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August 15th, 2012

Mortgage rates inch higher, apps fall



Mortgage and down paymentRates on the most popular types of mortgages held rather steady according to HSH.com’s Weekly Mortgage Rates Radar. The average rate for conforming 30-year fixed-rate mortgages was unchanged at 3.69 percent. Conforming 5/1 Hybrid ARM rates increased by two basis points, closing the Wednesday-to-Tuesday wraparound weekly survey at an average of 2.79 percent.

Mortgage rates remain pretty flat as the summer doldrums have set in,” said Keith Gumbinger, vice president of HSH.com. “There’s not been much news to push them strongly in one direction or the other over the last couple of weeks; they are wandering aimlessly at the moment.”

Unclear trends are often evident this time of year, Gumbinger notes. “It’s vacation season and that means that only truly significant news would move the market. In previous years, patterns of stagnant rates have held until early September when new trends may be set to take us into the fall. This may be one of those years.”

Mortgage apps decline

Perhaps swayed by rising rates, mortgage applications were down last week, according to the Mortgage Bankers Association.

While both purchase and refinance applications were down, refinance apps still represented 81 percent of total applications. On the opposite side of the spectrum, ARM applications only represent 4 percent of the total pie, reported the MBA.

HARP applications…should they be higher?

With refinance applications representing over 80 percent of the total share, it would be logical to assume that HARP 2.0 is accounting for a majority of that 81 percent. But that’s not exactly the case, according to the Federal Reserve.

The most recent Senior Loan Officer Opinion Survey reported that one-third of respondents participating in the federal refinance program said that HARP 2.0 “accounted for a significant share of total refinance applications over the past three months…”

You might be thinking to yourself, “that doesn’t seem like a lot.”

The reason more HARP refinances aren’t occurring is due to what’s known as “lender overlays.” These are additional restrictions—above what HARP 2.0 requires–lenders apply to applicants. Sure, HARP is a voluntary program, but even when lenders do participate, they can adjust the qualification standards however they see fit.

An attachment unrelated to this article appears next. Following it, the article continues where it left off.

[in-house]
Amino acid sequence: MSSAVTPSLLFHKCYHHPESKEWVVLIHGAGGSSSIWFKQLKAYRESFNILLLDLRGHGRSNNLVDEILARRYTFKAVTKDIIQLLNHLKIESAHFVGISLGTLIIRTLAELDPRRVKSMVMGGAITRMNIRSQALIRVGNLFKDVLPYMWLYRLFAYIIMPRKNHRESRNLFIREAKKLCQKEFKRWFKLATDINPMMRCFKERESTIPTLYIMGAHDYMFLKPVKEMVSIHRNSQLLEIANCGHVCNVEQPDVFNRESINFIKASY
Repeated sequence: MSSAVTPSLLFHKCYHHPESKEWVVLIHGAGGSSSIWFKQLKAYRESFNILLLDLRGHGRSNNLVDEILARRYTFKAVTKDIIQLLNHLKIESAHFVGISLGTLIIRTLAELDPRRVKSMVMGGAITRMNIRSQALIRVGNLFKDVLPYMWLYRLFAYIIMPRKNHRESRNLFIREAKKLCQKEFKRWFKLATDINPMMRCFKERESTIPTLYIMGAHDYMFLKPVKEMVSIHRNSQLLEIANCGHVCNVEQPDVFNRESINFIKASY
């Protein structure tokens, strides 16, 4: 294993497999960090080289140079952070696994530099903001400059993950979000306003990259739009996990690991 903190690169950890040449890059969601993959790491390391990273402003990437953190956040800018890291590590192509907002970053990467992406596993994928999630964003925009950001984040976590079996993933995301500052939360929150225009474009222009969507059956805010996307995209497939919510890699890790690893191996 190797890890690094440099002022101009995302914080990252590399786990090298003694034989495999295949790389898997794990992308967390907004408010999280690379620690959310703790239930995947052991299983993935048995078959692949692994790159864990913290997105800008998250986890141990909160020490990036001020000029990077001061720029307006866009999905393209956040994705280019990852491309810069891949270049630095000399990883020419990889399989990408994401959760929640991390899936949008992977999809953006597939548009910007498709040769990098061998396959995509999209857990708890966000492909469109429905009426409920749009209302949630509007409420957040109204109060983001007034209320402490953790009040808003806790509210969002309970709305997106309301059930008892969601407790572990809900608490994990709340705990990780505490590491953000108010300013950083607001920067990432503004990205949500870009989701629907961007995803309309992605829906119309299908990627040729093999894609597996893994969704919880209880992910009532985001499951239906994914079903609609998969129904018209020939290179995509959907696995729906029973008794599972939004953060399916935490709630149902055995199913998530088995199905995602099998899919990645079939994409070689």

But lender overlays aren’t the only thing keeping borrowers from HARP 2.0. Loan officer Dan Green shared these three bullet points on his blog:

  • 35 percent of banks add investor overlays, adding new HARP qualification hurdles
  • 55 percent of banks turn down HARP loans because they’re “too busy” to work them
  • 70 percent of banks don’t want to refinance HARP loans that they don’t currently service

Shop around

The takeaway here is not that a HARP refinance is near impossible to get. Participating HARP lenders have different qualification restrictions. While one lender may be willing to refinance your loan no matter how underwater you are, another may choose not to refinance a loan that’s more than 5 percent underwater.

Remember, don’t let one denial stop you.

“Mortgage rates are low, but they rarely stay this way,” said Green. “The refi boom will end someday. Make sure you were a part of it.”

One Response to “Mortgage rates inch higher, apps fall”

  1. Why Mortgage Rates have moved higher in the last two weeks. : Greenway Asbury Says: August 15th, 2012 at 3:02 pm

    […] Mortgage rates inch higher, apps fall […]

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About the HSH Blog

HSH.com's daily blog focuses on the latest developments in the mortgage and housing markets. Our mission is to relate how changes in mortgage rates and housing policy, as well as the latest financial news, impacts consumers, homebuyers and industry insiders alike. Our 30-plus years of experience in the mortgage industry gives us an edge as we break down the latest changes in an ever-changing market.

Our bloggers:

Tim Manni

Tim Manni is the Managing Editor of HSH.com and the author of their daily blog, which concentrates on the latest developments in the mortgage and housing markets.

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